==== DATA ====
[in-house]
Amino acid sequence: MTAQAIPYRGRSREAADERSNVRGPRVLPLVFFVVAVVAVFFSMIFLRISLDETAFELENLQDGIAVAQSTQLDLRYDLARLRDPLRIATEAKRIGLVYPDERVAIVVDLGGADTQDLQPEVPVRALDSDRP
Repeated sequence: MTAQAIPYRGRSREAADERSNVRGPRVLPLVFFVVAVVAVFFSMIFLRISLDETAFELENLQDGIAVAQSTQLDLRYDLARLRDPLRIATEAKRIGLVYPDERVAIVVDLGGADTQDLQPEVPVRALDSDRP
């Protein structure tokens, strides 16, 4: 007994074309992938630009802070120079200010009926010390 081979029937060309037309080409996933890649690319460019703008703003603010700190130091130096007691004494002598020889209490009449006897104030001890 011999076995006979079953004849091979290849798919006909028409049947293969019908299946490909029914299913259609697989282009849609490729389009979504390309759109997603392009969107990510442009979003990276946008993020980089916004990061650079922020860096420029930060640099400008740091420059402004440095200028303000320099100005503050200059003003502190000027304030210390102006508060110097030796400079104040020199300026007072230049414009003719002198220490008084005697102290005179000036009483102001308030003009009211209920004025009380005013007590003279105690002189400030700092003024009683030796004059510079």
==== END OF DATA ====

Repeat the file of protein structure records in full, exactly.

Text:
[in-house]
Amino acid sequence: MTAQAIPYRGRSREAADERSNVRGPRVLPLVFFVVAVVAVFFSMIFLRISLDETAFELENLQDGIAVAQSTQLDLRYDLARLRDPLRIATEAKRIGLVYPDERVAIVVDLGGADTQDLQPEVPVRALDSDRP
Repeated sequence: MTAQAIPYRGRSREAADERSNVRGPRVLPLVFFVVAVVAVFFSMIFLRISLDETAFELENLQDGIAVAQSTQLDLRYDLARLRDPLRIATEAKRIGLVYPDERVAIVVDLGGADTQDLQPEVPVRALDSDRP
């Protein structure tokens, strides 16, 4: 007994074309992938630009802070120079200010009926010390 081979029937060309037309080409996933890649690319460019703008703003603010700190130091130096007691004494002598020889209490009449006897104030001890 011999076995006979079953004849091979290849798919006909028409049947293969019908299946490909029914299913259609697989282009849609490729389009979504390309759109997603392009969107990510442009979003990276946008993020980089916004990061650079922020860096420029930060640099400008740091420059402004440095200028303000320099100005503050200059003003502190000027304030210390102006508060110097030796400079104040020199300026007072230049414009003719002198220490008084005697102290005179000036009483102001308030003009009211209920004025009380005013007590003279105690002189400030700092003024009683030796004059510079």